In short, Hexagon Grid Generator is two things:
- An open source example project (on GitHub it’s called
SKHexGrid) for how to use a Swift package called
hex-gridto generate hexagonal grids in various configurations.
- An easy (and fun?!) way to draw hexagonal game boards.
Here’s some text from the newly re-worked About screen in the application:
There are a couple of other uses imagined for this application (outside of serving as a nice example for the
- You can configure and then Save images of hexagonal grids for use elsewhere. (For example, you might configure a grid for a board game played on a hexagonal grid, save it, then find it in your photos library and print it from there.)
- You could also use a grid to play some basic games pass-and-play right here inside the app. There are many games on Board Game Geek playable on a hex grid without much necessary equipment. Here are links to a couple of lists:
• games played on a hexagonal grid (of any size), with single color markers/pieces/tokens
• hexagonal territorial games with placement/capture but no movement
why am I just writing about this now?
So yeah, I think this first released in the app store back in March of this year (2023), although it had been on GitHub for almost a year now. I’m only just getting around to writing about it.
I guess I took a break from working on it for a while after Blither came out, but I’m back to thinking about it again, and I have a long list of things I want to make it do. You can see that list in the project README, but it’s a big bullet list that’s not really in any sort of order. I’ve written more about this below.
How did this come about?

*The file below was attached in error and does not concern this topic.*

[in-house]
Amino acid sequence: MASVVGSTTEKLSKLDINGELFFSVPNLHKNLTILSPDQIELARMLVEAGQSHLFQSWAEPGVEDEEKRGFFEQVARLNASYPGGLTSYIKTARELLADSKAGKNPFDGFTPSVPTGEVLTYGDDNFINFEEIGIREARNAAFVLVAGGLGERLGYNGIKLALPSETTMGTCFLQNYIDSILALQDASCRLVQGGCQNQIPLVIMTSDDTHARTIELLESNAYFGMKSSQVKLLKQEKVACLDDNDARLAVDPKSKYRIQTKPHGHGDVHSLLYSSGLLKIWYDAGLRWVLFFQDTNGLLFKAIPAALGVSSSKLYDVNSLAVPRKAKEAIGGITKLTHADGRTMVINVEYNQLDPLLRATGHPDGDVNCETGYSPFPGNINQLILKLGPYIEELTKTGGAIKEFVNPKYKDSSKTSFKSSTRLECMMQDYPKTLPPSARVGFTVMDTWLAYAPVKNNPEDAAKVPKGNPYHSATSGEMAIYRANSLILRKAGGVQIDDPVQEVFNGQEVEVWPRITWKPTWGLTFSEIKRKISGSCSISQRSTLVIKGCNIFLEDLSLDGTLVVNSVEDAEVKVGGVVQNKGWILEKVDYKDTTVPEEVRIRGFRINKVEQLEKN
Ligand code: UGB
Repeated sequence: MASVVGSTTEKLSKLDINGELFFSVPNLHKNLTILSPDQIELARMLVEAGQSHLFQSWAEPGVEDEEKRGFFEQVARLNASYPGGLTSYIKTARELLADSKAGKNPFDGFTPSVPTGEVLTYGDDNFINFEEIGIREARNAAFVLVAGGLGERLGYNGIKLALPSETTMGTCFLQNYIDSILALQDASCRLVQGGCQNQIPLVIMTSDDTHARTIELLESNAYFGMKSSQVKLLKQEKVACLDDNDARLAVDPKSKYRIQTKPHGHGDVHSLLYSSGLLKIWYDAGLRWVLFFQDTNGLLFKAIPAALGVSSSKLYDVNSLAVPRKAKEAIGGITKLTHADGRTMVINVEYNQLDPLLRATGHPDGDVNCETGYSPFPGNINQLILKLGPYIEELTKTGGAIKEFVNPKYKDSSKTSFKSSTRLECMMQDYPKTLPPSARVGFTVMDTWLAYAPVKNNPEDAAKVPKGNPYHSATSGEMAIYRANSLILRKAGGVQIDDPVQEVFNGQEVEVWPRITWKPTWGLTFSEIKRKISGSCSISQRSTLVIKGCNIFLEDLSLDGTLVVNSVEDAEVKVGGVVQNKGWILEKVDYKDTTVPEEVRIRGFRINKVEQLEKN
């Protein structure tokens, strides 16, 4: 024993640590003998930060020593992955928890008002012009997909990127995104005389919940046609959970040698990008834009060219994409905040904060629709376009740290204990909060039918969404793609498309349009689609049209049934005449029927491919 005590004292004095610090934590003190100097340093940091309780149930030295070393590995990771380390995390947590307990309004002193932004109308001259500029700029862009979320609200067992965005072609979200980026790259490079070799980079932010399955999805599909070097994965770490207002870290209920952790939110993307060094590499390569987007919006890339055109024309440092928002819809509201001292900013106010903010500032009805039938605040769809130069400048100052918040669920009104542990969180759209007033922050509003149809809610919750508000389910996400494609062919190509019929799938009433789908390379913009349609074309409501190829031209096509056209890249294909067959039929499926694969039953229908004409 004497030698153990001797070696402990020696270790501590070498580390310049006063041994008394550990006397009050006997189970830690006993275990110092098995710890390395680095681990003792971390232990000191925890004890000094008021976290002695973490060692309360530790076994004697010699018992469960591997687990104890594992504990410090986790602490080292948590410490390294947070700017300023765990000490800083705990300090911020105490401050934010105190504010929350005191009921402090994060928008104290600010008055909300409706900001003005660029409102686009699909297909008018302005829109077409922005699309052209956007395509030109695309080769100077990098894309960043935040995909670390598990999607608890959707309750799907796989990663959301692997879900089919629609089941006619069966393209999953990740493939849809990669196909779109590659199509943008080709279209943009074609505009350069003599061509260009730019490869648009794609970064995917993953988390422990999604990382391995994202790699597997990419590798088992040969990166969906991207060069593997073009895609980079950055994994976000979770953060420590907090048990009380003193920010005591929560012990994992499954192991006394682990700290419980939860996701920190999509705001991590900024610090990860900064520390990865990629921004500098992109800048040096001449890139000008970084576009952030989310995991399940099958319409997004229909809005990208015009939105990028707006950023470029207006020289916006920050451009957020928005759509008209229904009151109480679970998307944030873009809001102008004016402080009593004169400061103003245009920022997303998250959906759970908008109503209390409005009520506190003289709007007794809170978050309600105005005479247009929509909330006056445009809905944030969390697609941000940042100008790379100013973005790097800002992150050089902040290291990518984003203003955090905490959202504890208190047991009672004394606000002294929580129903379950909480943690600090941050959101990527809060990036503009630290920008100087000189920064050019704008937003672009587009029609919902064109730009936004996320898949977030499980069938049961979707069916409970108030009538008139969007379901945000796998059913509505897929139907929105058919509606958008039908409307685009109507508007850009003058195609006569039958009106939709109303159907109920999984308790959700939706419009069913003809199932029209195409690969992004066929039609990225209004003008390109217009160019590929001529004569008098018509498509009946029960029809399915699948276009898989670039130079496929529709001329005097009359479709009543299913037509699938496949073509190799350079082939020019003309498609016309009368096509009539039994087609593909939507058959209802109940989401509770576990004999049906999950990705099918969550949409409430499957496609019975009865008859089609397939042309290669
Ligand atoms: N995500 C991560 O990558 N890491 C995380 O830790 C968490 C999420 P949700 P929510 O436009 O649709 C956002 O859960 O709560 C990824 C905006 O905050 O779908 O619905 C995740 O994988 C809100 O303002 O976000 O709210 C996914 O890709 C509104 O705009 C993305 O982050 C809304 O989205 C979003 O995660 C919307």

While working on the app for Blither, I obviously needed to draw some hexagons on the screen. I had done this at least a few times previously, so of course the first thing I did was go look at my old code. The most extensive project with hexagons was of course Catchup (RIP earlier this year :sad:), but when I opened that up, I found that the hexagonal drawing was quite specific to the app, and not really all that extendible to different sizes or shapes of hexagonal grid.
I was disappointed by this revelation, and really wanted to use a library that could draw a multitude of different sized grids without too much extra effort. First-thing-first was to look to see whether such a thing already existed.
When making Catchup (and possibly even before!), I had been aware of the quite extensive tutorial on drawing hexagonal grids written by Amit Patel (Red Blob Games). That website is, as far as I can tell, the definitive guide on the subject. There are even links to other libraries, and it was there, in the Swift section, that I first found reference to the Swift package called
hex-grid, that I ended up using for Blither.
So, while evaluating
hex-grid, I still hadn’t quite decided what iOS framework/library I would use for drawing. Catchup uses
UIKit, and I’ve used that professionally for over a decade, so it’s definitely the one I’m most familiar with. The only demo (at the time) for
hex-grid was written in
SwiftUI, which is Apple’s hot new declarative UI library, so I spent a bit of time with that, and realized the demo was quite limited. It really didn’t show off most of the features of the
hex-grid library. (I’m also not sold on
SwiftUI, but I did use it for all the menus in Blither as well as the menus in SKHexGrid, so I guess I’m coming around.)
I was starting to become familiar with
hex-grid, and I decided to experiment with using
SpriteKit , which is a 2D game engine/framework/library created by Apple. I’ve always avoided it because a) it’s proprietary to Apple, and b)
UIKit is plenty capable of drawing a bunch of stuff really performantly, but at the same time, it has some nice capabilities, and I’d never used it before, so… why not?